Adding to the unhappiness is the way the prime minister has muscled in on the drought. He pre-empted an announcement the Nationals thought they were to make about the extension of income support for hard-hit farmers. The Nationals leader, Deputy Prime Minister Michael McCormack, is getting the blame for that. The view is that the lacklustre McCormack isn’t assertive enough when it comes to dealing with Morrison.
The Nationals aren’t the only unhappy campers. The Labor Party, still reeling from its election defeat, is yet to get back on an even keel with its new leader, Anthony Albanese. The prime minister, who believes he has Albanese’s measure, seized on a column in The Australian by Labor historian and former party staffer Troy Bramston to mock the opposition leader. In parliament, Morrison quoted the unnamed Labor frontbencher who told Bramston: “For a guy who wanted to be leader so bad … he [Albanese] does not know what to do with the job.” Bramston reports disillusionment with the leader, especially from elements in the NSW Right faction who followed their convenor, Joel Fitzgibbon, in backing their hitherto factional rival Albanese.
The fact that such murmurings have emerged just five months after the election is an ominous sign for Albanese. One Labor MP who has played a role as a party strategist says one of the lessons of the Morrison coup is that changing leaders can override worries about displays of disunity and result in an election win. But there could be another lesson too: no one is unelectable, and negative judgements on leaders can often be proved wrong at the ballot box – Tony Abbott as well as Scott Morrison come to mind.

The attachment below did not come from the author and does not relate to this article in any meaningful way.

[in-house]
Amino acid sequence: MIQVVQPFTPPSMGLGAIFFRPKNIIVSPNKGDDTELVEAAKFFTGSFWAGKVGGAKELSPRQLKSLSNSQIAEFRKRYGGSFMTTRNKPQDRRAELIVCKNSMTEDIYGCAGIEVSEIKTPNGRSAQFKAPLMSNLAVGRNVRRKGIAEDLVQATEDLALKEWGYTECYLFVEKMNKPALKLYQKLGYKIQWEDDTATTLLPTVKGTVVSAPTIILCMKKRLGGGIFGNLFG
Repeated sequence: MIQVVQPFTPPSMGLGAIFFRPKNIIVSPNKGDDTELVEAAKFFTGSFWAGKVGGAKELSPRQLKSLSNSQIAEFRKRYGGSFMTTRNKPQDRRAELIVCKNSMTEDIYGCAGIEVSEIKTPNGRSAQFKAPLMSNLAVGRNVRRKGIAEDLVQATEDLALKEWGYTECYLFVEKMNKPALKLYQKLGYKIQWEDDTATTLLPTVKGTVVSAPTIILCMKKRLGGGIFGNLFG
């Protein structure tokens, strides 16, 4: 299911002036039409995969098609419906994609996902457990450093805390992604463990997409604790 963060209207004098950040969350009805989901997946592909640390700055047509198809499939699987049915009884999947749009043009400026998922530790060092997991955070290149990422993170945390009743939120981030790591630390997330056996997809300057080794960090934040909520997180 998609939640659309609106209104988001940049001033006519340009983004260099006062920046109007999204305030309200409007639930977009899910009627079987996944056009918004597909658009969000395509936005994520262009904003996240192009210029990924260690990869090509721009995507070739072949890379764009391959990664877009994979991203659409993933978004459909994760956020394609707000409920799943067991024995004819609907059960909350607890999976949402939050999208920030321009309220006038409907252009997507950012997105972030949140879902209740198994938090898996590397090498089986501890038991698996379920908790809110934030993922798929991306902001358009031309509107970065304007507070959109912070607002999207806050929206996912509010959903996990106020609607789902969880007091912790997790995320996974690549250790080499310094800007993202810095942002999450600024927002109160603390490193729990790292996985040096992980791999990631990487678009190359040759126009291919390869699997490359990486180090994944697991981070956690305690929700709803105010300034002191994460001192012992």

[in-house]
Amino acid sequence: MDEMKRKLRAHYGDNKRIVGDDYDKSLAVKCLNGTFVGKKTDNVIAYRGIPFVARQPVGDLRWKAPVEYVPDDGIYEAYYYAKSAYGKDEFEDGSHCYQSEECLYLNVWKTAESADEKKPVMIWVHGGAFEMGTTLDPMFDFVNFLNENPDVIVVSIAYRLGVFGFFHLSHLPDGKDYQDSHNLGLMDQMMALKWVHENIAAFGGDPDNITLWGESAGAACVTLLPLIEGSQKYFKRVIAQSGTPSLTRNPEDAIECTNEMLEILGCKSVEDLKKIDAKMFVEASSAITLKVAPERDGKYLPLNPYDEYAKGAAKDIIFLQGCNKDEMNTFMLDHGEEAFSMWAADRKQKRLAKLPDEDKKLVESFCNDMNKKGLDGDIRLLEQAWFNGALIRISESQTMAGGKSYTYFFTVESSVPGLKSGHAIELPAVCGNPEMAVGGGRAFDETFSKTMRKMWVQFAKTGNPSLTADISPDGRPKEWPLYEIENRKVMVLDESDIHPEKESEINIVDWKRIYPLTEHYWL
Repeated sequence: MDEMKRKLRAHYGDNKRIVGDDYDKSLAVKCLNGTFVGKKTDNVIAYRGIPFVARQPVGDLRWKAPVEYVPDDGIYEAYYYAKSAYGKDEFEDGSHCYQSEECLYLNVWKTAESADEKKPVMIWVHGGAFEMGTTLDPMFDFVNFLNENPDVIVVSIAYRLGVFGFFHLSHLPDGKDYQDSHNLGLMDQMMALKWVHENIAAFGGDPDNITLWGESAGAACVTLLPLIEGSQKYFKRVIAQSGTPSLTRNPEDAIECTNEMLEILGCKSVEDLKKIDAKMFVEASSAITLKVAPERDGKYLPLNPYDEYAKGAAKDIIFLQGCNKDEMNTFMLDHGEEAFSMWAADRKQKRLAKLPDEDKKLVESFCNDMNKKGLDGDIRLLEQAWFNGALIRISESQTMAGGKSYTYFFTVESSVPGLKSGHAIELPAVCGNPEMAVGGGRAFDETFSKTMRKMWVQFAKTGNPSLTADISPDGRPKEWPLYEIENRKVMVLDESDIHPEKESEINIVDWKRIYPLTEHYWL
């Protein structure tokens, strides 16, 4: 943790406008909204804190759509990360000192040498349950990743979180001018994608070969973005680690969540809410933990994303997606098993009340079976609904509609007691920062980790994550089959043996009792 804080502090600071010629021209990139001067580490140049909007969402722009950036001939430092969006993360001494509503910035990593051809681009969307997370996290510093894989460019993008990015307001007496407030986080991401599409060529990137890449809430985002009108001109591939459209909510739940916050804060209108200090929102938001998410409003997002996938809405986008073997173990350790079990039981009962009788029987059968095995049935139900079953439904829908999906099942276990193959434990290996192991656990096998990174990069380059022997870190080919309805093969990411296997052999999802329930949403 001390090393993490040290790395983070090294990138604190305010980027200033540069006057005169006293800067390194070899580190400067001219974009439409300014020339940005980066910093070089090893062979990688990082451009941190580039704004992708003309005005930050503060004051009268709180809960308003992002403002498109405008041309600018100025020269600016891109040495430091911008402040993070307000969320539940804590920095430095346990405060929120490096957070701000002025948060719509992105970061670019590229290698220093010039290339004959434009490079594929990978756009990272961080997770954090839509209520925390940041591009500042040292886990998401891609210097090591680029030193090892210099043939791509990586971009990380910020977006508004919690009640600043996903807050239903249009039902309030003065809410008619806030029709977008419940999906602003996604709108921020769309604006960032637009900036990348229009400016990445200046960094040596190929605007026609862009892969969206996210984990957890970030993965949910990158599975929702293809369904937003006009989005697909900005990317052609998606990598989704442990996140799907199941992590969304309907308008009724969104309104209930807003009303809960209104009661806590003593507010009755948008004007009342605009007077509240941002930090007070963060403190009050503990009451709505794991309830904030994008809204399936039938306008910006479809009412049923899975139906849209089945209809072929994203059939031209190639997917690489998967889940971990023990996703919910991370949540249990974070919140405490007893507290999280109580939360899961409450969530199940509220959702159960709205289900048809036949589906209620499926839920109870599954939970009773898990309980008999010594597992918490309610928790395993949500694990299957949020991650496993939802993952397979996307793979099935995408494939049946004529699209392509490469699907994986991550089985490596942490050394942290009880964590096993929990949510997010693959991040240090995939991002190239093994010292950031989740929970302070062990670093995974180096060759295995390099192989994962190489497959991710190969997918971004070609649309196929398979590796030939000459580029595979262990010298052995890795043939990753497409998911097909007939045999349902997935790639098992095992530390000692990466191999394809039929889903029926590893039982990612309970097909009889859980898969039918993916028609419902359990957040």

Albanese wants to put the election review and 2019 behind the party and begin showing the electorate what he has to offer. Already he has sent a strong message that he is not beholden to the union movement or its most militant leaders. It’s risky, but he has taken a leaf out of Kevin Rudd’s 2007 election-winning book. Midweek, his initiative to expel notorious union boss John Setka from the party was finally achieved.
Setka claimed he quit Labor, instead of fighting to stay, because Albanese was “selling out Australian workers and turning his back on the values that underpin both the party and the union movement”. Setka’s attack will probably help Albanese in the broader electorate but his criticisms of the leader’s strategy give voice to the sort of concerns abroad in the parliamentary party.
Morrison is doing his best to maintain the focus on Labor by keeping up as many shutters on the government as he can get away with. Holding on to power is much more important than transparency and accountability.
This article was first published in the print edition of The Saturday Paper on October 26, 2019 as "The shadowy corridors of power".